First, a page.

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Jasmine Rimani


Rel. Nicole Viola. Politecnico di Torino, Corso di laurea magistrale in Ingegneria Aerospaziale, 2018

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In this thesis, I present a summary of the work performed in five months at the JPL (Jet Propulsion Laboratory) on the dynamics of autonomous parafoils and other autonomous flight solutions. The growing interest in our solar system icy moons is pushing towards innovative solutions for planetary exploration that can enable missions towards difficult targets on this alien satellites. From this point of view, the analysis of high-efficiency gliding systems (i.e., high lift over drag systems) can identify new and more efficient solutions for terminal descent. The present work follows this trend by studying the advantages of a parafoil for autonomous precision delivery of a probe in the Titan environment. The previous successful mission to Titan, the Huygens probe, used a series of drag-only parachutes to drop the payload (low lift to drag parachute). However, this solution provides a limited maneuverability to negotiate the not well-known environmental conditions (air density and winds) and the possibility of targeting different landing sites of scientific interest, shaping the trajectory accordingly. With a ram-air system (a parafoil) one can fly over different interesting sites, map them ahead of time, and even allow the re-planning of the trajectory to land near the most desirable sites. To analyze all these possibilities, dynamics models of the PADs (Precision Aerial Delivery System), with different degrees of freedom, had to be developed and tested. Three degree-of-freedom models focused on the trajectory development. Six degree-of-freedom models were needed to evaluate the parafoil-payload system overall behavior. Seven to nine degree-of-freedom models were needed to determine the payload-canopy interaction. These models were tested in the relevant environmental conditions on Titan, from the aerodynamics to the wind effect to a noisy sensor reading. As a consequence, the performance of the system trying to follow a trajectory in the uncertain atmosphere was evaluated. To realize these tasks, we relied on the methodologies derived from dynamics system modelling for the related equations of motion, from the aerodynamics to investigate the effect of the forces that enable the descent on Titan, from the GN&C (Guidance, Navigation and Control) to determine the requirements posed by autonomy. Consequently, the aim of this work was to provide a system modeling and simulation framework to ultimately allow the development of a complete GN&C system that will lead to a feasible system design, and which advantages these high lift solutions can bring to future missions to Titan.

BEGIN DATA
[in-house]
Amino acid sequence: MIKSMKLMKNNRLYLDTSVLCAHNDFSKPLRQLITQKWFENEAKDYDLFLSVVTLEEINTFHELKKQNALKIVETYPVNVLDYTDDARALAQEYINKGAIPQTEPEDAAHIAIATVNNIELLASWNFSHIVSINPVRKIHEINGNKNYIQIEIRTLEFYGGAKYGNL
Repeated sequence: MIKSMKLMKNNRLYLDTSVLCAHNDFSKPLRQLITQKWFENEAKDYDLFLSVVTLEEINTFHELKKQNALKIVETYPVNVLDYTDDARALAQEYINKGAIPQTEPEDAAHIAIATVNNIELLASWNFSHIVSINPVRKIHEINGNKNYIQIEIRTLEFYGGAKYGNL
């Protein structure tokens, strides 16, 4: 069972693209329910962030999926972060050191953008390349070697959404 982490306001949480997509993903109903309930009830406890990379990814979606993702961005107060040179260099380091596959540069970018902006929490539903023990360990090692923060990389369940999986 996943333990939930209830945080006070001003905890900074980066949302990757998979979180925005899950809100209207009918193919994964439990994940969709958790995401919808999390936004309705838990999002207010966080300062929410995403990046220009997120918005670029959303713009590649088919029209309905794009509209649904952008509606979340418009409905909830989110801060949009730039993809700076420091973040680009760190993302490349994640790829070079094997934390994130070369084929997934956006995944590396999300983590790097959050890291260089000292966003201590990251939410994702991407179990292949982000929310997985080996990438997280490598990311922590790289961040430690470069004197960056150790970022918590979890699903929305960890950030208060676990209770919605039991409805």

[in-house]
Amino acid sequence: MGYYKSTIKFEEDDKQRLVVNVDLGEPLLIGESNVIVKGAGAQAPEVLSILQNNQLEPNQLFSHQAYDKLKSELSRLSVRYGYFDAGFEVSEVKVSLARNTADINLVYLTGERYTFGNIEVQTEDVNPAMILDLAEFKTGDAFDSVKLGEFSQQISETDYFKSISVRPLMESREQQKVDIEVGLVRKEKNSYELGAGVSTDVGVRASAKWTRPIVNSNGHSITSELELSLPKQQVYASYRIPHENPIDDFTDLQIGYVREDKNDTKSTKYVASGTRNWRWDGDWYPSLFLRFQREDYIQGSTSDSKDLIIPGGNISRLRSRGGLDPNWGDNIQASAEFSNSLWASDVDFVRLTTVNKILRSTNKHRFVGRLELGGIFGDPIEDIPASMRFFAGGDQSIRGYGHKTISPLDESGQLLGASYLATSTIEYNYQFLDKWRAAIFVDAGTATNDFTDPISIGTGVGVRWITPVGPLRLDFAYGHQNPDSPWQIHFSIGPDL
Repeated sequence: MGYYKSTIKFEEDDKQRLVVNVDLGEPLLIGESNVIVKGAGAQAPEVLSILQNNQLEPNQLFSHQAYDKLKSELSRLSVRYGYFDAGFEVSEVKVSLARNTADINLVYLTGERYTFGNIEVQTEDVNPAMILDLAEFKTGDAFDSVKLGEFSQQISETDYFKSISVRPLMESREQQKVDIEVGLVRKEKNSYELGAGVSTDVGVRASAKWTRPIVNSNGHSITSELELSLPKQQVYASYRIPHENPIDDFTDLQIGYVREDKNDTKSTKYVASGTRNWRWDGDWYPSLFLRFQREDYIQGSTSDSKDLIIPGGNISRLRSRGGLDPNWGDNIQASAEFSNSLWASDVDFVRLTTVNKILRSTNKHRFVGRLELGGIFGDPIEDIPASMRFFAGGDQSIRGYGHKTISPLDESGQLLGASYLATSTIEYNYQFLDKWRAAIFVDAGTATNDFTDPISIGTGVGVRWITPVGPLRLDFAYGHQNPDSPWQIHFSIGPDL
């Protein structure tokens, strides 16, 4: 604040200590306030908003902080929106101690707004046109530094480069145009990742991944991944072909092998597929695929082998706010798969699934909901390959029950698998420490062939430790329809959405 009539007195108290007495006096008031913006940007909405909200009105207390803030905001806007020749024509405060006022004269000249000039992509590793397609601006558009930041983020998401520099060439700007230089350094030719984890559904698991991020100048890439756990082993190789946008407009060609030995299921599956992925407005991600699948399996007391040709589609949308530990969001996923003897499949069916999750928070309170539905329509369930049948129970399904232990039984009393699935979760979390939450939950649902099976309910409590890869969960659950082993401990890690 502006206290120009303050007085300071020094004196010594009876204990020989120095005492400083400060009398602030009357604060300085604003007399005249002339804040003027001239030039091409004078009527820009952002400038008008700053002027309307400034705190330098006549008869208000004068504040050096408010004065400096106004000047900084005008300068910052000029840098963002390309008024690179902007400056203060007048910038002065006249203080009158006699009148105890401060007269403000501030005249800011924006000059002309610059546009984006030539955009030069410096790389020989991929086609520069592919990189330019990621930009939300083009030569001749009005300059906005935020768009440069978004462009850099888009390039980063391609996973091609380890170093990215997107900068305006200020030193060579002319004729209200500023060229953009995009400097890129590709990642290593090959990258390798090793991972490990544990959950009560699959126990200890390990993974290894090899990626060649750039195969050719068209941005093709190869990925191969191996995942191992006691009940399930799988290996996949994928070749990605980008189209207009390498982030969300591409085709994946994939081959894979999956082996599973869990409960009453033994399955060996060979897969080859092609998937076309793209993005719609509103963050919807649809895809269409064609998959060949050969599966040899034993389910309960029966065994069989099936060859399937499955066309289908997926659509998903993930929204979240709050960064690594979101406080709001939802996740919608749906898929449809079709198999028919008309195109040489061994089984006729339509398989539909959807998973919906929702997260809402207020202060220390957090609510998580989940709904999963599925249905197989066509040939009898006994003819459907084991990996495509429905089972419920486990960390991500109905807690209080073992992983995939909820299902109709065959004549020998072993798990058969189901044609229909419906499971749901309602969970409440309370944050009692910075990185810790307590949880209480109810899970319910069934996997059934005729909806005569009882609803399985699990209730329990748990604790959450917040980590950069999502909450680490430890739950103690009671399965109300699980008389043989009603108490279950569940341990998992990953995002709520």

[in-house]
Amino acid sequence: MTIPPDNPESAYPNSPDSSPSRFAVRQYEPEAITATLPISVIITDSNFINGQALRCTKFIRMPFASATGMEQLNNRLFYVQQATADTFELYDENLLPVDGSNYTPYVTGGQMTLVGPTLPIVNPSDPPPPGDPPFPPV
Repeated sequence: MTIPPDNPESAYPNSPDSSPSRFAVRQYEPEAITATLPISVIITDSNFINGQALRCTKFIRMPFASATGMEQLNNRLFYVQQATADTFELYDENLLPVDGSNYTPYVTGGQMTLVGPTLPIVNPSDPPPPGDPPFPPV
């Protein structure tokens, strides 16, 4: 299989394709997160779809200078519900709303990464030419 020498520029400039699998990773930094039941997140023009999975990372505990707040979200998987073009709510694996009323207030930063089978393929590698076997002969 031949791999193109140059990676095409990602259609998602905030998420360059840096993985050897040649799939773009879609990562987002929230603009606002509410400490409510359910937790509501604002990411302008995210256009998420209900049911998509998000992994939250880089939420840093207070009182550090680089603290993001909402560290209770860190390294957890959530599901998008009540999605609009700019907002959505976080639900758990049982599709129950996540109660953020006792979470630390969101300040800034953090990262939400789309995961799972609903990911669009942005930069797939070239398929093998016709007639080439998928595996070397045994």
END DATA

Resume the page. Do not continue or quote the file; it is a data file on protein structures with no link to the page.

Relators: Nicole Viola
Academic year: 2018/19
Publication type: Electronic
Number of Pages: 143
Corso di laurea: Corso di laurea magistrale in Ingegneria Aerospaziale
Classe di laurea: New organization > Master science > LM-20 - AEROSPATIAL AND ASTRONAUTIC ENGINEERING
Aziende collaboratrici: UNSPECIFIED
URI: http://webthesis.biblio.polito.it/id/eprint/8765
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